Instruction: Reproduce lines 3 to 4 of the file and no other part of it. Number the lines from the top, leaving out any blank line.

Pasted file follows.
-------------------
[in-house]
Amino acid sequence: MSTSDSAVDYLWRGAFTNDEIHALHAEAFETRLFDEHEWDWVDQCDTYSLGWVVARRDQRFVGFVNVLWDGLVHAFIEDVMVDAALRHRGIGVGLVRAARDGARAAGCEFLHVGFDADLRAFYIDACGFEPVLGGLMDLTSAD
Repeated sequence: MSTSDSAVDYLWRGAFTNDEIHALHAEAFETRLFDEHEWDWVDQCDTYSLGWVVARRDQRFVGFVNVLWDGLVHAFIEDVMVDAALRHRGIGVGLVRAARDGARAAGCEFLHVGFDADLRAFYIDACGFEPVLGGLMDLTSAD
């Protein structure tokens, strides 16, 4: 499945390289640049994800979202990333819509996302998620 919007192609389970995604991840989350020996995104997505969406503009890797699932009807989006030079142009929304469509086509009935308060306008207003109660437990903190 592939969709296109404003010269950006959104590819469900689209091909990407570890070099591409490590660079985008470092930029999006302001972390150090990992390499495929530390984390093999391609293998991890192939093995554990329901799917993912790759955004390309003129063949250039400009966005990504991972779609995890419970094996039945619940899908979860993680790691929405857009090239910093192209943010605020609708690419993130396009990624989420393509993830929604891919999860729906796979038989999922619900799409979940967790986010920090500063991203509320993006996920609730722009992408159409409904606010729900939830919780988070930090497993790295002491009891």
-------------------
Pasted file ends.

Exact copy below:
Repeated sequence: MSTSDSAVDYLWRGAFTNDEIHALHAEAFETRLFDEHEWDWVDQCDTYSLGWVVARRDQRFVGFVNVLWDGLVHAFIEDVMVDAALRHRGIGVGLVRAARDGARAAGCEFLHVGFDADLRAFYIDACGFEPVLGGLMDLTSAD
């Protein structure tokens, strides 16, 4: 499945390289640049994800979202990333819509996302998620 919007192609389970995604991840989350020996995104997505969406503009890797699932009807989006030079142009929304469509086509009935308060306008207003109660437990903190 592939969709296109404003010269950006959104590819469900689209091909990407570890070099591409490590660079985008470092930029999006302001972390150090990992390499495929530390984390093999391609293998991890192939093995554990329901799917993912790759955004390309003129063949250039400009966005990504991972779609995890419970094996039945619940899908979860993680790691929405857009090239910093192209943010605020609708690419993130396009990624989420393509993830929604891919999860729906796979038989999922619900799409979940967790986010920090500063991203509320993006996920609730722009992408159409409904606010729900939830919780988070930090497993790295002491009891």